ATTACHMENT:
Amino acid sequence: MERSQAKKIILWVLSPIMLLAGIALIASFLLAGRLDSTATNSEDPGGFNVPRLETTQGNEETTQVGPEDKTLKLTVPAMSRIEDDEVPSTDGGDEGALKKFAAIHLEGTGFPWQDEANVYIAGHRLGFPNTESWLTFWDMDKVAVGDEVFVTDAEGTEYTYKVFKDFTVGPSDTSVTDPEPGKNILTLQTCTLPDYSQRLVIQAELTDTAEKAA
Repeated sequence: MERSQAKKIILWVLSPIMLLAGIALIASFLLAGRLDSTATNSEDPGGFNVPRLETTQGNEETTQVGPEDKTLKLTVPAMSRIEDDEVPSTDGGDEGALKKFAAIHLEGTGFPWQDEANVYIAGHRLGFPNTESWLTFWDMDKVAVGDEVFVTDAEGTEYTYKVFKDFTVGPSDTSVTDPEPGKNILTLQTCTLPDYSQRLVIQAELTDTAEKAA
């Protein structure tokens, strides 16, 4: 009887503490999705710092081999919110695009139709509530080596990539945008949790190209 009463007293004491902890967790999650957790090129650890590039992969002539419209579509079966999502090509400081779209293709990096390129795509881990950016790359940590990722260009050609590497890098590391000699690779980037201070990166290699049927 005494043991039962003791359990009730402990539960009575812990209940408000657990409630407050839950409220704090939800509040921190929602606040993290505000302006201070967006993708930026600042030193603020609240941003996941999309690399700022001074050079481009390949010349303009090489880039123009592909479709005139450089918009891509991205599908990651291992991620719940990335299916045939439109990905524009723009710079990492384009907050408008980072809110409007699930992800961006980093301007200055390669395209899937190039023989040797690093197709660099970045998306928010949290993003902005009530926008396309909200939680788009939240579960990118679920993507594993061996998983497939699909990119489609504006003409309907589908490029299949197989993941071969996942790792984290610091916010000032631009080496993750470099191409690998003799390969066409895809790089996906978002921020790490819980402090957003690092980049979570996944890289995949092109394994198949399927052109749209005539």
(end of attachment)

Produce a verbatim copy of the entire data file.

Amino acid sequence: MERSQAKKIILWVLSPIMLLAGIALIASFLLAGRLDSTATNSEDPGGFNVPRLETTQGNEETTQVGPEDKTLKLTVPAMSRIEDDEVPSTDGGDEGALKKFAAIHLEGTGFPWQDEANVYIAGHRLGFPNTESWLTFWDMDKVAVGDEVFVTDAEGTEYTYKVFKDFTVGPSDTSVTDPEPGKNILTLQTCTLPDYSQRLVIQAELTDTAEKAA
Repeated sequence: MERSQAKKIILWVLSPIMLLAGIALIASFLLAGRLDSTATNSEDPGGFNVPRLETTQGNEETTQVGPEDKTLKLTVPAMSRIEDDEVPSTDGGDEGALKKFAAIHLEGTGFPWQDEANVYIAGHRLGFPNTESWLTFWDMDKVAVGDEVFVTDAEGTEYTYKVFKDFTVGPSDTSVTDPEPGKNILTLQTCTLPDYSQRLVIQAELTDTAEKAA
């Protein structure tokens, strides 16, 4: 009887503490999705710092081999919110695009139709509530080596990539945008949790190209 009463007293004491902890967790999650957790090129650890590039992969002539419209579509079966999502090509400081779209293709990096390129795509881990950016790359940590990722260009050609590497890098590391000699690779980037201070990166290699049927 005494043991039962003791359990009730402990539960009575812990209940408000657990409630407050839950409220704090939800509040921190929602606040993290505000302006201070967006993708930026600042030193603020609240941003996941999309690399700022001074050079481009390949010349303009090489880039123009592909479709005139450089918009891509991205599908990651291992991620719940990335299916045939439109990905524009723009710079990492384009907050408008980072809110409007699930992800961006980093301007200055390669395209899937190039023989040797690093197709660099970045998306928010949290993003902005009530926008396309909200939680788009939240579960990118679920993507594993061996998983497939699909990119489609504006003409309907589908490029299949197989993941071969996942790792984290610091916010000032631009080496993750470099191409690998003799390969066409895809790089996906978002921020790490819980402090957003690092980049979570996944890289995949092109394994198949399927052109749209005539």